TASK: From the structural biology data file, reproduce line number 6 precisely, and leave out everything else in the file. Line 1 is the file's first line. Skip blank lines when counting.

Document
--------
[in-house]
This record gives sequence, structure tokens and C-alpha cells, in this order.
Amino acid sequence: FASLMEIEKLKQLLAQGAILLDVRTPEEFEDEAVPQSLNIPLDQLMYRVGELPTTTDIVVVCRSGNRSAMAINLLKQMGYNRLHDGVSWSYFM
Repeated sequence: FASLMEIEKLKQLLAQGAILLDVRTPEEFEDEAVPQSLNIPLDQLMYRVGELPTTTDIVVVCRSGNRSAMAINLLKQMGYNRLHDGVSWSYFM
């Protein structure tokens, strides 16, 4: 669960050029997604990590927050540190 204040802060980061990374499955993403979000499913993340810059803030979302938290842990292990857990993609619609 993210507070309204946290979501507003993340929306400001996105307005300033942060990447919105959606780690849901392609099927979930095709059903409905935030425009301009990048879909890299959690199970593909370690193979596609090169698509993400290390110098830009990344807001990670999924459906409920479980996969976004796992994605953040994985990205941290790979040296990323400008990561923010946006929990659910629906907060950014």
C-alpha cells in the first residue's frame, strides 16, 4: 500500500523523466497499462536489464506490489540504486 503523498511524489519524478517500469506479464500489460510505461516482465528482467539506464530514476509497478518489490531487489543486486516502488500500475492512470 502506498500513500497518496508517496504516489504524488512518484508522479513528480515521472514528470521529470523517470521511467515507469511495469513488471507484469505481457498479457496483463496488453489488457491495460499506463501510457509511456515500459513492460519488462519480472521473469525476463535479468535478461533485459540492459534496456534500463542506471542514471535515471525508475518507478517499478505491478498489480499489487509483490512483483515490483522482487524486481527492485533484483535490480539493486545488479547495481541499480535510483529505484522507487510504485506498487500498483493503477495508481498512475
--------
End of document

C-alpha cells in the first residue's frame, strides 16, 4: 500500500523523466497499462536489464506490489540504486 503523498511524489519524478517500469506479464500489460510505461516482465528482467539506464530514476509497478518489490531487489543486486516502488500500475492512470 502506498500513500497518496508517496504516489504524488512518484508522479513528480515521472514528470521529470523517470521511467515507469511495469513488471507484469505481457498479457496483463496488453489488457491495460499506463501510457509511456515500459513492460519488462519480472521473469525476463535479468535478461533485459540492459534496456534500463542506471542514471535515471525508475518507478517499478505491478498489480499489487509483490512483483515490483522482487524486481527492485533484483535490480539493486545488479547495481541499480535510483529505484522507487510504485506498487500498483493503477495508481498512475